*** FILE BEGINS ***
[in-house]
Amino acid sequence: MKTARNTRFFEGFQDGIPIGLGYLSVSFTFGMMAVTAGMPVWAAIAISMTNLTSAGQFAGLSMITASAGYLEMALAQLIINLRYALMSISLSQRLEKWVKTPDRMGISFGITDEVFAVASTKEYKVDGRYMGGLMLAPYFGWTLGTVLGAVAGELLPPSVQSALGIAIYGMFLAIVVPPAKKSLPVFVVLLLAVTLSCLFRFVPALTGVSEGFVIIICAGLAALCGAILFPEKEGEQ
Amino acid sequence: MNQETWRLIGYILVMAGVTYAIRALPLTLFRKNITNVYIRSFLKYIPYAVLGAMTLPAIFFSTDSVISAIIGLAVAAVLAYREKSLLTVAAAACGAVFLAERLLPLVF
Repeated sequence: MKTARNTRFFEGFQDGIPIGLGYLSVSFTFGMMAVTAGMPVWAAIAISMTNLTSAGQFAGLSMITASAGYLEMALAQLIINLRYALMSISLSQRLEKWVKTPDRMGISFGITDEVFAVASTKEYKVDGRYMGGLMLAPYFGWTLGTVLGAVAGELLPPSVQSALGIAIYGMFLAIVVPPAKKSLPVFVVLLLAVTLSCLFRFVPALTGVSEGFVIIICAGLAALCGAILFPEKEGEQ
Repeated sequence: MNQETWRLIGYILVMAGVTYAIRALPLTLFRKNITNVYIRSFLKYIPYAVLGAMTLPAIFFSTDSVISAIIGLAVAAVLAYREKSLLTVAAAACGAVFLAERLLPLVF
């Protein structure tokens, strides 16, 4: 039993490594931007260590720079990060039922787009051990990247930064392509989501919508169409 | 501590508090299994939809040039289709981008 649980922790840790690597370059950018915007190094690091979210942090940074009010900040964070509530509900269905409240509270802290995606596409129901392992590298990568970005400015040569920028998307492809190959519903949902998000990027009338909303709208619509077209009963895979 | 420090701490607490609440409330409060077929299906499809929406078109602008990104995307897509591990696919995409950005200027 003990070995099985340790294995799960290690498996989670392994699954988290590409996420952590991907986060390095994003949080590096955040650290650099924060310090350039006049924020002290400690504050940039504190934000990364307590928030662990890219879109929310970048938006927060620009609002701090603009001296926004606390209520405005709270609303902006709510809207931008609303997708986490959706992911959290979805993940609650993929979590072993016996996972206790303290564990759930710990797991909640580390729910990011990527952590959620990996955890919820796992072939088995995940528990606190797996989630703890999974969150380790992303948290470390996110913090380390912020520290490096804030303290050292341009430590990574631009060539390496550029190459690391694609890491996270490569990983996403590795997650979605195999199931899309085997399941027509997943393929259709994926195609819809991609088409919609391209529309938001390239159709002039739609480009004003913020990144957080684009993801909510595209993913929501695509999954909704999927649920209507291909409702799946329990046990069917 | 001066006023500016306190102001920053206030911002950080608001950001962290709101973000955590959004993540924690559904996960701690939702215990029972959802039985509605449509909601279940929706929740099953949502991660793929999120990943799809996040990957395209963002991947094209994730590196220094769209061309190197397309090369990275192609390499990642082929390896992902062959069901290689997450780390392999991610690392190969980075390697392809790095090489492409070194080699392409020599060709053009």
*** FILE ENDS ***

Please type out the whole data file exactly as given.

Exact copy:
[in-house]
Amino acid sequence: MKTARNTRFFEGFQDGIPIGLGYLSVSFTFGMMAVTAGMPVWAAIAISMTNLTSAGQFAGLSMITASAGYLEMALAQLIINLRYALMSISLSQRLEKWVKTPDRMGISFGITDEVFAVASTKEYKVDGRYMGGLMLAPYFGWTLGTVLGAVAGELLPPSVQSALGIAIYGMFLAIVVPPAKKSLPVFVVLLLAVTLSCLFRFVPALTGVSEGFVIIICAGLAALCGAILFPEKEGEQ
Amino acid sequence: MNQETWRLIGYILVMAGVTYAIRALPLTLFRKNITNVYIRSFLKYIPYAVLGAMTLPAIFFSTDSVISAIIGLAVAAVLAYREKSLLTVAAAACGAVFLAERLLPLVF
Repeated sequence: MKTARNTRFFEGFQDGIPIGLGYLSVSFTFGMMAVTAGMPVWAAIAISMTNLTSAGQFAGLSMITASAGYLEMALAQLIINLRYALMSISLSQRLEKWVKTPDRMGISFGITDEVFAVASTKEYKVDGRYMGGLMLAPYFGWTLGTVLGAVAGELLPPSVQSALGIAIYGMFLAIVVPPAKKSLPVFVVLLLAVTLSCLFRFVPALTGVSEGFVIIICAGLAALCGAILFPEKEGEQ
Repeated sequence: MNQETWRLIGYILVMAGVTYAIRALPLTLFRKNITNVYIRSFLKYIPYAVLGAMTLPAIFFSTDSVISAIIGLAVAAVLAYREKSLLTVAAAACGAVFLAERLLPLVF
């Protein structure tokens, strides 16, 4: 039993490594931007260590720079990060039922787009051990990247930064392509989501919508169409 | 501590508090299994939809040039289709981008 649980922790840790690597370059950018915007190094690091979210942090940074009010900040964070509530509900269905409240509270802290995606596409129901392992590298990568970005400015040569920028998307492809190959519903949902998000990027009338909303709208619509077209009963895979 | 420090701490607490609440409330409060077929299906499809929406078109602008990104995307897509591990696919995409950005200027 003990070995099985340790294995799960290690498996989670392994699954988290590409996420952590991907986060390095994003949080590096955040650290650099924060310090350039006049924020002290400690504050940039504190934000990364307590928030662990890219879109929310970048938006927060620009609002701090603009001296926004606390209520405005709270609303902006709510809207931008609303997708986490959706992911959290979805993940609650993929979590072993016996996972206790303290564990759930710990797991909640580390729910990011990527952590959620990996955890919820796992072939088995995940528990606190797996989630703890999974969150380790992303948290470390996110913090380390912020520290490096804030303290050292341009430590990574631009060539390496550029190459690391694609890491996270490569990983996403590795997650979605195999199931899309085997399941027509997943393929259709994926195609819809991609088409919609391209529309938001390239159709002039739609480009004003913020990144957080684009993801909510595209993913929501695509999954909704999927649920209507291909409702799946329990046990069917 | 001066006023500016306190102001920053206030911002950080608001950001962290709101973000955590959004993540924690559904996960701690939702215990029972959802039985509605449509909601279940929706929740099953949502991660793929999120990943799809996040990957395209963002991947094209994730590196220094769209061309190197397309090369990275192609390499990642082929390896992902062959069901290689997450780390392999991610690392190969980075390697392809790095090489492409070194080699392409020599060709053009």